Some arrears of correspondence took up much of my time. The Consuls once more draw pretty largely upon it. At three I had an engagement at the Foreign Office by appointment; so I walked down to Whitehall. Lord Russell received me very civilly. My object was to communicate to him a Despatch from Mr Seward proposing some new action in the way of prevention of the abuses of neutrality which have been practised in this war. He suggests either legislation, or a treaty stipulation or else the withdrawal by Great Britain of its recognition of belligerency. This was designed as a confidential communication of his Lordship should prefer it in that form. He said that he could neither give an individual nor an official opinion on this proposal just now. The government was awaiting the issue of the lawsuit to understand the extent of its powers under the existing law. The questions had been argued with great ability on both sides. it was for the Court to give judgment. I said that could come soon then, for I understood there would be a decision on Thursday. He replied that this was a mistake. Sir George Grey had told him this morning that the Judges were divided, two and two. Consequently they had concluded to put off any declaration for some time. So that perhaps a way might be discovered to reconcile the differences, before then. I then referred to the handsome conduct of the Governor General of Canada and Lord Lyons in the warning us of the plot of the rebels to attack Johnson’s Island, which had put a stop to an excitement that might otherwise have been very dangerous. I threw out the idea of the possibility of adopting some such legislative measure to check these border hazards as that accepted by us in 1838. Mr Seward had sent me a copy of the act, which at his request I gave him for examination. We then talked more freely of the nature514 of this policy of the rebels, systematically abusing the neutral position of a country, which admitted and characterized as a wholly new feature in the history of a nation. I alluded to the late escape of the vessel at Sheerness as a singular proof of the audacity of these people. He seemed to assent, and added that the Admiralty had sold the vessel as one of four decayed ones no longer wanted. It has been brought for nine thousand pounds by a man who was often a purchaser in the same way. Hence there was no suspicion of bad faith, until quite lately. Cause had then arisen for doubt of the intentions in fitting it up, whereupon orders had been sent to detain her. This led to the sudden departure of the Vessel. I remarked that my information went to the extent of implicating parties in the government employ. He said that the workmen who had been carried off in her had all been dismissed. He did not know of any connivance. I did however, and intimated so, at the same time adding that I could not betray my authority. His Lordship then seemed to muse for a moment, and opened the pamphlet copy of the Diary of an Officers of the Alabama, which I had sent him, to the page which alleged connivance of the same kind at the time of her escape. I remarked upon the coincidence in that testimony with the statement in the Deposition of Yonge. I clearly perceived that he was dissatisfied with the position of Britain on this case, and yet puzzled how to amend it. He went so far as to concede that as an Englishman he considered the interests of the country on the ocean as much exposed by tolerating such practices. I took advantage of this admission to point out the fact that America was swarming with energetic and desperate men who would like nothing better than to have their hands untied, so as to be able to serve the cause of any belligerent that might turn up. The true cause of all the embarrassment is to be found in that precipitate step of recognition of these parties as belligerents, which greeted me on my first reaching these shores. With these as a fulemun all the rest has followed. I alluded to it only through the passage I read of Mr Seward’s Despatch. I did however more directly point out the motive which animated all these proceedings, which was to involve the two countries in a war. He assented at once and515 added the remark that he feared there were Englishmen too animated with the same motive. To which I joined that luckily the countries were so widely separated by the ocean that we could hope to defeat such schemes. Were we separated by the ocean that we could hope to defeat such schemes. Were we separated only as France is, a war would have been inevitable. Much other talk of the same kind followed, and I took my leave. It is on the whole the most satisfactory interview I have ever had. There was little or no constraint on his part, and an appearance of reliance on a good understanding which if it can be kept up will make the remainder of my mission comparatively easy. I left it about four o’clock and walked home. As I was passing along the lower end of Trafalgar Square, my eyes fell upon a poster of a newspaper on which was printed in large letters, Great Federal Victory. Defeat of General Bragg at Chattanooga. Loss of forty guns and five thousand prisoners. These things do not somehow elate me. They have the effect only of soothing my nerves into perfect calm. I did not buy a paper, neither did I walk very faster to get home on the contrary! moved more deliberately. Henry had opened the telegram just before he left for St Leonard’s. It was a confirmation of the abridgement in the poster. Thus the problem of the possession of Tennessee seems to be solved, and one more of Jefferson Davis’s predictions falls into the lost limbo of vanities. Dined with Sir William and Lady Ouseley, by invitation. Miss Lampson was there spending the day, and Mr Bankhead and Sir Henry Bulwer were the only guests. Three old diplomats with one new one. Two who have retired on their pensions and the other two who are still at work. Mr Bankhead was Secretary of Legation and Sir W G Ouseley Attaché to Sir Charles Vaughn at Washington nearly forty years ago, when I was a youth in the Presidential mansion with my father. Sir Henry Bulwer was Minister at Washington about twelve years ago under the Presidency of General Taylor, where he concluded the Treaty known by his name. Thus for once I fell into company with three Englishmen all whom could talk of America from personal knowledge, and with clear ideas. Thus we got on very well. I was more impressed with Sir Henry’s ability in conversation than with that of any person I have met since I have been here.516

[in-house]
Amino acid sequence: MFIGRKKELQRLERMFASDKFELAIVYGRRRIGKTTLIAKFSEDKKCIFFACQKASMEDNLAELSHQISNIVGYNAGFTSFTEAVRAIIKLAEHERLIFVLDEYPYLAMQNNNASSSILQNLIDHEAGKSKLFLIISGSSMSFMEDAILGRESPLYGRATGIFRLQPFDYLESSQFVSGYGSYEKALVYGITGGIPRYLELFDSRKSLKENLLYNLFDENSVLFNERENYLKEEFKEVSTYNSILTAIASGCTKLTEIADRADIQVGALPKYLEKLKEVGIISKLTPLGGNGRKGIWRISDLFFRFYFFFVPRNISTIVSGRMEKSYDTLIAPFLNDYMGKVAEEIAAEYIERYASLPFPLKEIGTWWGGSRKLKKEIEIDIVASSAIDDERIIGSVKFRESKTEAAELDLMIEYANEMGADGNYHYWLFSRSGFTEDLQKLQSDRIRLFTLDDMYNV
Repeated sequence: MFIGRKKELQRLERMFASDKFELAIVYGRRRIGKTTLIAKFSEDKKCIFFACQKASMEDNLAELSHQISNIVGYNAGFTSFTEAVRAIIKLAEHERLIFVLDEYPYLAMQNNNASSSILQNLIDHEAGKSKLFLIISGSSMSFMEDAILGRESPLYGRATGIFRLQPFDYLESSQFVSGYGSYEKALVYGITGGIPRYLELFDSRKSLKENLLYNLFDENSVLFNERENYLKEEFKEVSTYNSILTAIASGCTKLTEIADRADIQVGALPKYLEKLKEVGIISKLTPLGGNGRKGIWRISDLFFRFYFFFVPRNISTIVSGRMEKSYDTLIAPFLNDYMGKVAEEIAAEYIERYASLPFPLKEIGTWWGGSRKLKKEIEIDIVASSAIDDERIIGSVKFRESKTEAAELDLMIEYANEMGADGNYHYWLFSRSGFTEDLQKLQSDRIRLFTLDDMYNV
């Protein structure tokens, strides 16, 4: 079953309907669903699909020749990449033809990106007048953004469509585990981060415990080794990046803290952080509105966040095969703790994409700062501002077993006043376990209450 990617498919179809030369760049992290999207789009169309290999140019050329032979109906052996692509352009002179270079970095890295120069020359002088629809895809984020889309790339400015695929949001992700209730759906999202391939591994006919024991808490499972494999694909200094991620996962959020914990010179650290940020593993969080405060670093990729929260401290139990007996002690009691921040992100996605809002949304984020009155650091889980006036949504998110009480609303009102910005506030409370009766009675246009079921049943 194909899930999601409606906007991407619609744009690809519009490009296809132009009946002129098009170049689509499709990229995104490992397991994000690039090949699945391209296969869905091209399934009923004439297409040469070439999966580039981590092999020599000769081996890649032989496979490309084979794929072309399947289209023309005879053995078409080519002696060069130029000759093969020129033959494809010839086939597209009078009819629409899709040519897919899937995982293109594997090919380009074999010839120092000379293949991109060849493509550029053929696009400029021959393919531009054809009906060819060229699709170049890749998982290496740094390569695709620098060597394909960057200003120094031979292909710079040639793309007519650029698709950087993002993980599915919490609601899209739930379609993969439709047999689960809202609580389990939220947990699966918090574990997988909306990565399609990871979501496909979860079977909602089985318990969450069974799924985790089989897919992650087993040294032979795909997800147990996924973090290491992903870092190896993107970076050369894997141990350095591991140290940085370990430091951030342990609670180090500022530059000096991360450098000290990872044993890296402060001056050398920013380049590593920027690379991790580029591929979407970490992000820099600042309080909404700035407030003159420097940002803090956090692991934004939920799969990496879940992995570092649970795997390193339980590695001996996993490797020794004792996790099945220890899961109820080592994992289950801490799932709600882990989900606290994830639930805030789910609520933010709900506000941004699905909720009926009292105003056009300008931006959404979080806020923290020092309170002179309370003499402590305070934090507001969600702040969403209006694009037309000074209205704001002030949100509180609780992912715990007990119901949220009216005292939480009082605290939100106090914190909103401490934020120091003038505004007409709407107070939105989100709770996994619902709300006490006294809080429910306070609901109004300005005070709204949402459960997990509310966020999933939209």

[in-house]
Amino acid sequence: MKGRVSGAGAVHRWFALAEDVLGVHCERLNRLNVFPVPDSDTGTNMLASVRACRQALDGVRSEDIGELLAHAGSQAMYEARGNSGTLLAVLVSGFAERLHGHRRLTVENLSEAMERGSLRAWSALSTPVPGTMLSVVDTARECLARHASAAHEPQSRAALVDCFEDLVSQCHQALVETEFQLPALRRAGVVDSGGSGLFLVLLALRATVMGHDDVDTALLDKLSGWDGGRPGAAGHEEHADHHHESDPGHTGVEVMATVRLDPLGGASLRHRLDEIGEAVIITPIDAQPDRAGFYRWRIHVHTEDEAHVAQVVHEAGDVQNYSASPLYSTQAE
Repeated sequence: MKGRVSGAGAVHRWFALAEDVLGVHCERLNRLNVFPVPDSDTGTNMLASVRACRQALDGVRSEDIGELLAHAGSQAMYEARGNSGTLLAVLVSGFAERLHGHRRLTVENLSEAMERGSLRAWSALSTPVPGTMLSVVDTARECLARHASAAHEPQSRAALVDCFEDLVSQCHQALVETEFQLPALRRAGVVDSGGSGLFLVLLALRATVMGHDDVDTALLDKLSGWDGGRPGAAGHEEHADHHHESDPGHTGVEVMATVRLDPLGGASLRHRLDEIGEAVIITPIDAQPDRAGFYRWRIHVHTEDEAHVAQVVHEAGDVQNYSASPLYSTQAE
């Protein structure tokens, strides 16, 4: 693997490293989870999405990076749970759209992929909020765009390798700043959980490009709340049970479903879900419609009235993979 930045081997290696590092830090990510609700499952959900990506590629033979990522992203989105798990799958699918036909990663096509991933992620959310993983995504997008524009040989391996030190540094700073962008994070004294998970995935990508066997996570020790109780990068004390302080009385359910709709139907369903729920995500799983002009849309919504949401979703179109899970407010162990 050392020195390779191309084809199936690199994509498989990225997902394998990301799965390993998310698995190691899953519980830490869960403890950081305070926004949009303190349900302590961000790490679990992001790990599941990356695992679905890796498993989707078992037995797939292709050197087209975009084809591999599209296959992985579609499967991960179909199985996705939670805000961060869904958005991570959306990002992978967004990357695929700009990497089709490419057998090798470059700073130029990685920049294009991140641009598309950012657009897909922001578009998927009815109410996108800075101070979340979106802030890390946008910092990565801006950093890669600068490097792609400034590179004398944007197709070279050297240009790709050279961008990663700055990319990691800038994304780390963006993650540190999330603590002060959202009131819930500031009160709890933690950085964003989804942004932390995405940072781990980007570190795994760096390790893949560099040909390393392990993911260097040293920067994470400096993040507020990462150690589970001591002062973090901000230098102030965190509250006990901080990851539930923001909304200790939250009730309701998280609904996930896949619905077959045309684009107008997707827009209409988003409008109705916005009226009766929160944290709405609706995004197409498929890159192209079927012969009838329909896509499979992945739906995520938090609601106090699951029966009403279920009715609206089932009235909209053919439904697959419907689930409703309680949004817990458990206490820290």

Cite web page as:

Charles Francis Adams, Sr., [date of entry], diary, in Charles Francis Adams, Sr.: The Civil War Diaries (Unverified Transcriptions). Boston: Massachusetts Historical Society, 2015. http://www.masshist.org/publications/cfa-civil-war/view?id=DCA63d339